gender and control

from evy's notebook

I'm sitting silently with a dozen others in the meditation pool at a hot spring resort, observing a woman laying in the water as her husband softly keeps her body afloat and away from others. Her eyes are closed. She looks peaceful. I want that. Noticing now three couples doing this, I wonder if any of the men crave this floating experience the way I do. Would they ask for it? Would the women enjoy providing this experience for their partners?

* * *

I'm talking to someone after a west coast swing class about how the role of following in a dance seems much easier than leading. Followers just need to allow their body to glide into the space that the lead creates, I say, they don't even need to know of a move to be able to dance it! Leads must learn the steps and move with careful intention, constructing the shape of the dance on behalf of the partnership. He says following is harder for him. He says it's hard for him to let go and have someone else control the dance. He can practice a dance step until he masters it, but he can't imagine how to easily practice the skills of moving to someone else's cues.

* * *

As I've thought about gender more since switching to they pronouns, I've been noticing a lot of situations where the man seems expected to provide an experience of vulnerability or relaxation for a woman. I see men give women more massages than vice versa, and women seem to disproportionately be little spoon or the head on someone else's chest. I've been especially thinking about this in the context of kink -- I've previously only taken the role of being tied or hurt by someone else, and these days I'm also exploring the role of being the person in power. I enjoy practicing the skill of dominance, but the intensity and release of a submissive role continues to appeal to me more. Dominance feels like hobby practice, and submission feels like taking drugs and bubbly feelings and emotional release.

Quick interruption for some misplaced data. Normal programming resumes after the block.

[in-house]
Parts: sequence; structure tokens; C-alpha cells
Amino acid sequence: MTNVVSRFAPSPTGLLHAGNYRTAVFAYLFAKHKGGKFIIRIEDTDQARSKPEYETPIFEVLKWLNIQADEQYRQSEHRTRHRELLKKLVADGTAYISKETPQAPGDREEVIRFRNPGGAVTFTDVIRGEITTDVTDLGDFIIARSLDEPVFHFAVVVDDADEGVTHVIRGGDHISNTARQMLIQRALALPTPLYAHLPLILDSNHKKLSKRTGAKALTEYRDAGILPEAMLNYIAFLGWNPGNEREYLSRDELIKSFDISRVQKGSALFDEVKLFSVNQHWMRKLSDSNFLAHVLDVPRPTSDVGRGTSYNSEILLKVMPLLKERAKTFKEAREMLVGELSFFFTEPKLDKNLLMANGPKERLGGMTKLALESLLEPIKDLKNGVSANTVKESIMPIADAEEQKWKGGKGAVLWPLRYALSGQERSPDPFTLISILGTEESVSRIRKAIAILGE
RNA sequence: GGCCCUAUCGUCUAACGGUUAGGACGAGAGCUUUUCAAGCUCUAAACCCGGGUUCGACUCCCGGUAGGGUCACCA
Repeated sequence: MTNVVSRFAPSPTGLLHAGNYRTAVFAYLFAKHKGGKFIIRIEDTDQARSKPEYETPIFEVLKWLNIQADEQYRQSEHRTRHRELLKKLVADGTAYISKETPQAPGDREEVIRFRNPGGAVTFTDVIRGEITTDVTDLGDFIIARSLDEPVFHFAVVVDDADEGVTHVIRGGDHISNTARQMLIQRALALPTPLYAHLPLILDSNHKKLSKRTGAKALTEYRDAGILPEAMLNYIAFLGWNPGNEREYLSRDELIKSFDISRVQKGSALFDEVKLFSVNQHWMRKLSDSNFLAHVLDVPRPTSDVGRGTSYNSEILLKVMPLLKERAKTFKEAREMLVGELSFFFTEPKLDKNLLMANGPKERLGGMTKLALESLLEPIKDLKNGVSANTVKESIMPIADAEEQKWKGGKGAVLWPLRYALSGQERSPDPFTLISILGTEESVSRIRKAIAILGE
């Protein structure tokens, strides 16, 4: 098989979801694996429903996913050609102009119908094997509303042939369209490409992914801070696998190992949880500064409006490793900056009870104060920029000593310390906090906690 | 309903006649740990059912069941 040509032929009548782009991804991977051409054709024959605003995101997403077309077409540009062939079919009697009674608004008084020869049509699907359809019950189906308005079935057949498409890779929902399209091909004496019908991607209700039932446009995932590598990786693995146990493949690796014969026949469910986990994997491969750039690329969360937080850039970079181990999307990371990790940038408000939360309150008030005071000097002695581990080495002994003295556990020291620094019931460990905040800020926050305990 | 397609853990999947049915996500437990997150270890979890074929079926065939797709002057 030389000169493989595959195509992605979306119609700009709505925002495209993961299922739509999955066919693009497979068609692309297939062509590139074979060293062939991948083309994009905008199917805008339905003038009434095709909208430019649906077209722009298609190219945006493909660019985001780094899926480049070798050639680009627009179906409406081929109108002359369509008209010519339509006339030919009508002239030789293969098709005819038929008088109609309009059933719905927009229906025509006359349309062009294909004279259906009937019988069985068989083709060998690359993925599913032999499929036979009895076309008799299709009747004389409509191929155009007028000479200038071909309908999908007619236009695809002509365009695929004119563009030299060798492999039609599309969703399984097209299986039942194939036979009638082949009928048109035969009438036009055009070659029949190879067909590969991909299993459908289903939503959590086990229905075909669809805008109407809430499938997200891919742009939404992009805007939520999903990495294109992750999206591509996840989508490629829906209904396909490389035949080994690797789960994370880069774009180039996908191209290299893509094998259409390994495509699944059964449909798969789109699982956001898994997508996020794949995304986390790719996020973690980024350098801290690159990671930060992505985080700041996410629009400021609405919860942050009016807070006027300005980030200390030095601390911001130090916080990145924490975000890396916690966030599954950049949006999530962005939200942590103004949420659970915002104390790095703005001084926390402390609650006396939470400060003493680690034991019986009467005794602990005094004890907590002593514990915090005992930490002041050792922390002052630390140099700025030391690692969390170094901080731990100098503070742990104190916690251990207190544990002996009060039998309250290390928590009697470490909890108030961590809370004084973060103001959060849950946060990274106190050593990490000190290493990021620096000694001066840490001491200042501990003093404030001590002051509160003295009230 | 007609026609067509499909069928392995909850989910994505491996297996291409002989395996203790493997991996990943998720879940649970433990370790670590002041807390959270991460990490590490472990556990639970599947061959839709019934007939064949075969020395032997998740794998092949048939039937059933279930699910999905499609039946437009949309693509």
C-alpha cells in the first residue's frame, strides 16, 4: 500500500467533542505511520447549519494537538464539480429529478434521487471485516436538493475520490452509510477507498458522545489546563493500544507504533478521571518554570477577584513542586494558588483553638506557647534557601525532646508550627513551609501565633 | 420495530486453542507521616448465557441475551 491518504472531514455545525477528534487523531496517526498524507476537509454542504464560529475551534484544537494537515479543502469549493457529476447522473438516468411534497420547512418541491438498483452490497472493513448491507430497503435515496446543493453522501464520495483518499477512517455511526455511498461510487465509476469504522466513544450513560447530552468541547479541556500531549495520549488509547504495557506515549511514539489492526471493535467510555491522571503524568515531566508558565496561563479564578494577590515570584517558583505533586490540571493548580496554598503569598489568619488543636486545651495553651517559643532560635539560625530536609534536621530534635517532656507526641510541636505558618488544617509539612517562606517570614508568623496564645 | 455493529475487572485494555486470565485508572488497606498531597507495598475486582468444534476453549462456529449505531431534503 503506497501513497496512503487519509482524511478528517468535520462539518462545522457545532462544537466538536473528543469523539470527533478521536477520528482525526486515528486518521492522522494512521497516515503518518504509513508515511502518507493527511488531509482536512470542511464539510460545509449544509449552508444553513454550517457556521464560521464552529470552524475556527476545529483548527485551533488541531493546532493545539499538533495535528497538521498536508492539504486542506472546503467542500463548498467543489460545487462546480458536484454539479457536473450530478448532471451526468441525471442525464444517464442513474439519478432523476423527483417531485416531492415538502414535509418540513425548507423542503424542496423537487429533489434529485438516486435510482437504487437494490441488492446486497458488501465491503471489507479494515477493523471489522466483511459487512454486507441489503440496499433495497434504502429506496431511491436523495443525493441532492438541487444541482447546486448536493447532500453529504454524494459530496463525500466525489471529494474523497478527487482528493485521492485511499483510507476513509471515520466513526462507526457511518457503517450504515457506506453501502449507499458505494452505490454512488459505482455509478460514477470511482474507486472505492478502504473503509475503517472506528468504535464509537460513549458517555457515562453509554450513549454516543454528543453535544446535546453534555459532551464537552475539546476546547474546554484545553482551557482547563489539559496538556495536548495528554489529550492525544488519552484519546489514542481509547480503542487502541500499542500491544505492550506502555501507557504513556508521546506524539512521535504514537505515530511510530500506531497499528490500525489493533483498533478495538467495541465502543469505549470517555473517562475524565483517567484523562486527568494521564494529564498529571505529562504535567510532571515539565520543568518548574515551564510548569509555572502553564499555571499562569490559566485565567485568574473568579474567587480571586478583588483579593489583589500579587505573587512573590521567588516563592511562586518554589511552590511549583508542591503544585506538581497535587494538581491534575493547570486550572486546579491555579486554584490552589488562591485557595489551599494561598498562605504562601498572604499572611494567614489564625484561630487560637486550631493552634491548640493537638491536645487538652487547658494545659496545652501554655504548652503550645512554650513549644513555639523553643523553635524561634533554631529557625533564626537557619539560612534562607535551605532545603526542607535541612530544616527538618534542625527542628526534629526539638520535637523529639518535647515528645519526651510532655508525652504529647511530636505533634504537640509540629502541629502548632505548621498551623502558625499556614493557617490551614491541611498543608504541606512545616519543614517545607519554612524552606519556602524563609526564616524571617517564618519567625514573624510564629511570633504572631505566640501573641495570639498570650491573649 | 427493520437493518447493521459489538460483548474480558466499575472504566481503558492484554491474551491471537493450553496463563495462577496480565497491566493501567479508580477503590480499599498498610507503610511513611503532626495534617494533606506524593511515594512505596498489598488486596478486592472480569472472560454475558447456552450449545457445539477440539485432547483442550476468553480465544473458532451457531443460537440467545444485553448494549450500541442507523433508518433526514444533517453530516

I've asked men what draws them to these kinds of roles and heard two common answers. One is that they enjoy the process of mastering a skill and take pride in demonstrating these talents. The other is the satisfaction of providing a special experience for someone else, and deriving joy from how happy they are.

But why not experience those things first-hand? When I ask men why they don't follow in dances or get tied at rope events or be little spoon, they sometimes say they had just never seen that as an option for them. But many say that releasing some of their personal body autonomy to someone else is too vulnerable and challenging. Floating in a pool while your partner holds you requires some trust that they won't drop you. Following in a dance requires some trust that the lead won't twirl you into someone else. Allowing someone to hurt you requires some trust that they won't destroy you. Letting someone else control an experience means that it could go all kinds of unpredictable ways, and the stress of this can make it harder to relax or enjoy the experience.

A lot of people regularly default to one of these roles: providing or receiving. Gender roles and expectations are pervasive through everything we do, and I wonder how many people don't seriously consider that the other role is an option for them. There are nice things about being the "provider" -- by diving into this role, I've developed confidence in my skills and practiced the creativity of curating an experience for someone. But I especially want more people to experience "receiving", to be able to trust someone to have some control over them, to feel safe temporarily giving up some independence, to let someone else care for them in ways that feel vulnerable. There is so much joy and connection that can come along with vulnerability. I wish that for everyone.